The Mayor of London Enters the Bullshit Cinematic Universe

Political violence is back in the UK, emerging from terrorism and online extremism. At times the Blairish tinges of Khan’s speech – sound bites, voice-overs, and wisecracks in his voice. But when we talk about the loss of common sense, he leans in to distract. “Look, I was friends with Jo Cox,” he says. “He was one of my best friends.”

In 2016, Cox – Member of Parliament for North Batley and Spen-he was killed by a man who believed he was holy who subscribed to the theory of the Great Replacement. In 2021, Conservative MP David Amess was killed is another radical Muslim person who has settled on the Internet. “I have a security team. I live every day, the consequences of this, violence, “says Khan. “What I will not allow is the fear of these threats, because that is what they want. They want me to be afraid.”

Khan insists that he is a believer. Although there is “chaos” and cultural wars, he believes that it is in the middle that people can be drawn to the truth, where conflicts can be resolved through dialogue. Biden beat Trump in 2020, he says; The centrist Emmanuel Macron faced a right-wing challenge from France’s Marine Le Pen.

On the other hand, Islamophobic politician Geert Wilders is close to power in the Netherlands after winning the majority of votes in the elections in November, running on a nativist, anti-immigration, climate-skeptic platform. Trump is also rising in the US, and the British government has made it clear that it plans to fight for re-election in 2024. double on the right solid policy.

In fact, the UK government seems to be taking inspiration from the ULEZ approach. The Prime Minister, Rishi Sunak, has announced a series of “brilliant” policies, which include rolling back the fictitious “meat tax” and ending forcing households to separate recycling into seven bins –something that has never been seriously considered. In September, Sunak announced that he was “Putting the brakes on the war against motorists,” destroying speed limits and traffic mitigation measures, before returning to zero emissions targets, including delaying the planned phase-out of new diesel and petrol sales in the UK. In January, The Guardian report which the government ministers mentioned 15 minutes of urban planning around freedom of movement by creating transport policies.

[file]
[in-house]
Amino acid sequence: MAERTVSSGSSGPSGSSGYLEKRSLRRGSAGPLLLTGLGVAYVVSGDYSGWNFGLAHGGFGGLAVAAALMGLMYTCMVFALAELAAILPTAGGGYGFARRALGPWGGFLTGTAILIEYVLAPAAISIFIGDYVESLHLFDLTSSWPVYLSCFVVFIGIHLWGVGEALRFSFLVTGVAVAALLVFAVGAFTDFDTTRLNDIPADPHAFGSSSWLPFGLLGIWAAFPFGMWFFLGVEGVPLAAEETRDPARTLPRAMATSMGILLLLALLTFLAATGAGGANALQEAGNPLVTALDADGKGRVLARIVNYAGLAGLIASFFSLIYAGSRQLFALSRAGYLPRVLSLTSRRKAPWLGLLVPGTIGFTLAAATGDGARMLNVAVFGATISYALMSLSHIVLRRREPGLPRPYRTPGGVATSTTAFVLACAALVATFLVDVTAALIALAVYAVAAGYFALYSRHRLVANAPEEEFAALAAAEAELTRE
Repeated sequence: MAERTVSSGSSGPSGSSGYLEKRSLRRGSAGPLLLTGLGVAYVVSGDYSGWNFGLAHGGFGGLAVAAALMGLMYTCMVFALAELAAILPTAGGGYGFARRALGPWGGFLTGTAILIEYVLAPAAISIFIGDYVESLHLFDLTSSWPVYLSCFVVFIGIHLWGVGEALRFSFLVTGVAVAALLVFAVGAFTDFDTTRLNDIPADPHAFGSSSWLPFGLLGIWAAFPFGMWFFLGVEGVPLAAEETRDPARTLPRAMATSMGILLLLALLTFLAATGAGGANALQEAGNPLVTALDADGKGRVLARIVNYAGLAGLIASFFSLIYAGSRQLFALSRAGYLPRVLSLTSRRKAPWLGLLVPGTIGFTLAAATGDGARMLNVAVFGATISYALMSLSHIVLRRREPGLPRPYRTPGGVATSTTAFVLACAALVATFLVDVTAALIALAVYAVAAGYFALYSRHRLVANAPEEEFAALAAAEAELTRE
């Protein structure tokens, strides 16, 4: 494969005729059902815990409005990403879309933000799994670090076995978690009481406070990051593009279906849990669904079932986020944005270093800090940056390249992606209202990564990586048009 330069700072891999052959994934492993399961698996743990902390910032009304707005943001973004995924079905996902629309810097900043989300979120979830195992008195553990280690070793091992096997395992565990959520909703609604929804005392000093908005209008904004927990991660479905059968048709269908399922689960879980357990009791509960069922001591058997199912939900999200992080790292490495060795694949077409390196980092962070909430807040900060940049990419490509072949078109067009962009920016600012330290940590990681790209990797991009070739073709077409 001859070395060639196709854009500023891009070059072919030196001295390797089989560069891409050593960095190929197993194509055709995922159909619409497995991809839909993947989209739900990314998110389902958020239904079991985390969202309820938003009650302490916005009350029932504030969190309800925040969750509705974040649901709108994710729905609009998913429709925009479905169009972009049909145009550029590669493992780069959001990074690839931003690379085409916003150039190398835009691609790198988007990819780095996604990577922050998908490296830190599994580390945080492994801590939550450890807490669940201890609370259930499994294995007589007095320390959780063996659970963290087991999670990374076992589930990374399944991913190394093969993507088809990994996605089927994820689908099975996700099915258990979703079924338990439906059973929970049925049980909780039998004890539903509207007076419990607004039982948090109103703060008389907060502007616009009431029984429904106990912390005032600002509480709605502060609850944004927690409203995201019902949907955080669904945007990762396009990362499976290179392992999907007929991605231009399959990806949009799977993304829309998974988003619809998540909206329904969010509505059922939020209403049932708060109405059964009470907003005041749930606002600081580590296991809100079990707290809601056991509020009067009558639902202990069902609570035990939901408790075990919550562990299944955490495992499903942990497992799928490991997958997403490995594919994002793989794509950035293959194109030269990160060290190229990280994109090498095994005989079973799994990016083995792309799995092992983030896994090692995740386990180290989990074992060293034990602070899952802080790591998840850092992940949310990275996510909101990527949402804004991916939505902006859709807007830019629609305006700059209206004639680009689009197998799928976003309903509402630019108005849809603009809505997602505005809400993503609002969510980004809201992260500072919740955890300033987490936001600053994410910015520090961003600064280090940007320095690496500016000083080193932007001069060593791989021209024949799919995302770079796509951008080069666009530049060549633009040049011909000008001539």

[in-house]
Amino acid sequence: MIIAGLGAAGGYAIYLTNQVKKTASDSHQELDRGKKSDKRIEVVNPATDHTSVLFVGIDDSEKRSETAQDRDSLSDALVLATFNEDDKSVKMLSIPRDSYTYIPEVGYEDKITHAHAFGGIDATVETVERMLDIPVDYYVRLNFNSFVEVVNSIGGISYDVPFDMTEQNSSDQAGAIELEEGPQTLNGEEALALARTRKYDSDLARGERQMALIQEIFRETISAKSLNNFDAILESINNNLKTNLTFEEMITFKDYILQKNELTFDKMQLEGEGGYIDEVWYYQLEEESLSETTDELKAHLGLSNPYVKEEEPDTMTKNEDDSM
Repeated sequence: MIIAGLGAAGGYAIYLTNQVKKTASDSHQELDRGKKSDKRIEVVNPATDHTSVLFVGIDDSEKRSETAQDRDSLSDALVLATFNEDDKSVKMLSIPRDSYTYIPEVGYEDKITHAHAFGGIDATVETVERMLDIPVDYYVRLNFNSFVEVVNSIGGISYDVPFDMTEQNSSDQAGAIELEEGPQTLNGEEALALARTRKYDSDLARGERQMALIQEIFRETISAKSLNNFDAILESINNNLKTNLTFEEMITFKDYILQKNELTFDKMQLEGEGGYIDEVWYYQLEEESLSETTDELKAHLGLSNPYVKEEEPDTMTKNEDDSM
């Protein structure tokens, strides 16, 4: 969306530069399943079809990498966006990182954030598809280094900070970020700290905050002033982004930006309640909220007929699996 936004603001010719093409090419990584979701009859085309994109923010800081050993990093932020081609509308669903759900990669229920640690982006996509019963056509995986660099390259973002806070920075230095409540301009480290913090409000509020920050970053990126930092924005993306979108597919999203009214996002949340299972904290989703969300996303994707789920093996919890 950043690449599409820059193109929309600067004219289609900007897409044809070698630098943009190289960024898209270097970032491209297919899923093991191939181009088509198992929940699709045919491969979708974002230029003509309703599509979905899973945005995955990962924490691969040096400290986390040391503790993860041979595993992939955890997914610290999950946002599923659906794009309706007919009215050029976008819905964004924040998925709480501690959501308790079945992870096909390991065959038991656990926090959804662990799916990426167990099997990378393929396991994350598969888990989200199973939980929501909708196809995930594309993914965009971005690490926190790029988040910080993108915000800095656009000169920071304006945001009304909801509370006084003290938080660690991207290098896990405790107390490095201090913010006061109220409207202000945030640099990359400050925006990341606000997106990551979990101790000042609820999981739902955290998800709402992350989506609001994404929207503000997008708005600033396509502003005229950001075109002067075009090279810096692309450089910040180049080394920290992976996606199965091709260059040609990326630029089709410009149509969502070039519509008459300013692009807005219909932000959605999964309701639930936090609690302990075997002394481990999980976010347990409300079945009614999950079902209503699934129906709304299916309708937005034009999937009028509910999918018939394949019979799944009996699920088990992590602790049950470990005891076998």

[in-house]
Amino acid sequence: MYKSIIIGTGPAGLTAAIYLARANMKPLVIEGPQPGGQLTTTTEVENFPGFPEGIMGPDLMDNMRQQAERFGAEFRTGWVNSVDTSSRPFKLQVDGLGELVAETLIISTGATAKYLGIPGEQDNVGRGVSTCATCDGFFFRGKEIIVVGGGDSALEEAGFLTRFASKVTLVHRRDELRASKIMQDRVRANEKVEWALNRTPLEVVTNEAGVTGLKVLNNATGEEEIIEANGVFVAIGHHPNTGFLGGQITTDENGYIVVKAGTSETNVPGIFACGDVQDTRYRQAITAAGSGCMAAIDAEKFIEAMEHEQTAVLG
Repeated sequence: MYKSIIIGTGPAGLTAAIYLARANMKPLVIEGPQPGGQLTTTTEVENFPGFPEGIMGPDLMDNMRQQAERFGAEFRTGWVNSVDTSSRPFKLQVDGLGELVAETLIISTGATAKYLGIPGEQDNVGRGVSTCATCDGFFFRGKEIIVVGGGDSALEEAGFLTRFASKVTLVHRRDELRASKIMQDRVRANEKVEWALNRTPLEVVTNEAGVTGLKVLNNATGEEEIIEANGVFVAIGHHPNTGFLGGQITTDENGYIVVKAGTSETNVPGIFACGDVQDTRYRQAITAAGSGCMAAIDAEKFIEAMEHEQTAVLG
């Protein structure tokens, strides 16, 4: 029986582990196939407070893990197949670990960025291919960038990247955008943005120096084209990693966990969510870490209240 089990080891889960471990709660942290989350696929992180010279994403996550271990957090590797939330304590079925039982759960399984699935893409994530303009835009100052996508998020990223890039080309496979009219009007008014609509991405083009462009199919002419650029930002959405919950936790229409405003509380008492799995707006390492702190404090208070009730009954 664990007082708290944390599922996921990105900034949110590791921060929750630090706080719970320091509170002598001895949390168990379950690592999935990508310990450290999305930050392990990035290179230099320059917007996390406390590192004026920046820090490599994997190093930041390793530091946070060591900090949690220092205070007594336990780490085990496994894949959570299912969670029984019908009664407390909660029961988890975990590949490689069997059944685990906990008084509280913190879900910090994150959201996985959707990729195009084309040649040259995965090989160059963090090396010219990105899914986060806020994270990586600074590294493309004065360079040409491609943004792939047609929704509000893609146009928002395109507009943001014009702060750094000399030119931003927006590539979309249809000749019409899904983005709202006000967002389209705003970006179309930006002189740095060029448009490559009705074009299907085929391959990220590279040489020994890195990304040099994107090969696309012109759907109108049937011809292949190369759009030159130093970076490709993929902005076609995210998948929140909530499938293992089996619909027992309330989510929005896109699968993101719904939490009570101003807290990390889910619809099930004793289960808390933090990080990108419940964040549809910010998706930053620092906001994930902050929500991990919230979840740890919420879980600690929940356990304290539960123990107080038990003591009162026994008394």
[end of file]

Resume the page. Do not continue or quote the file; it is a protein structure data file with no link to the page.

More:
Fearing debt defaults, Khan’s own Labor party, which could defeat the Conservatives in this year’s general election, put its climate plan on hold after it abandoned ULEZ policies. “The disinformation was accepted by all the parties except the Green Party, so it was entrenched,” says Khan. “My concern in dealing with climate change, or dealing with air pollution, or any of these green issues, is that politicians might give up because they’ve learned the wrong way.”

It’s hard not to interpret this as a victory for bullshit. Politicians have chosen the language of conspiracy – the Old Etonians and Oxbridge graduates who make up Britain’s ruling class are now protesting elite rule. In February, former cabinet minister and Conservative Party leader Sir Jacob Rees-Mogg he said with regret “global cabals and quangos are telling hundreds of millions of people how to live their lives.” Former Prime Minister Liz Truss shared a platform with Steve Bannon to attack the “deep state” which he says brought him down after 44 days in office. Lee Anderson – a prominent Conservative MP and, until January, the party’s vice-chairman – said in a TV interview that Muslims ” took control of the Khan and controlled London.” Anderson was eventually suspended from the party.

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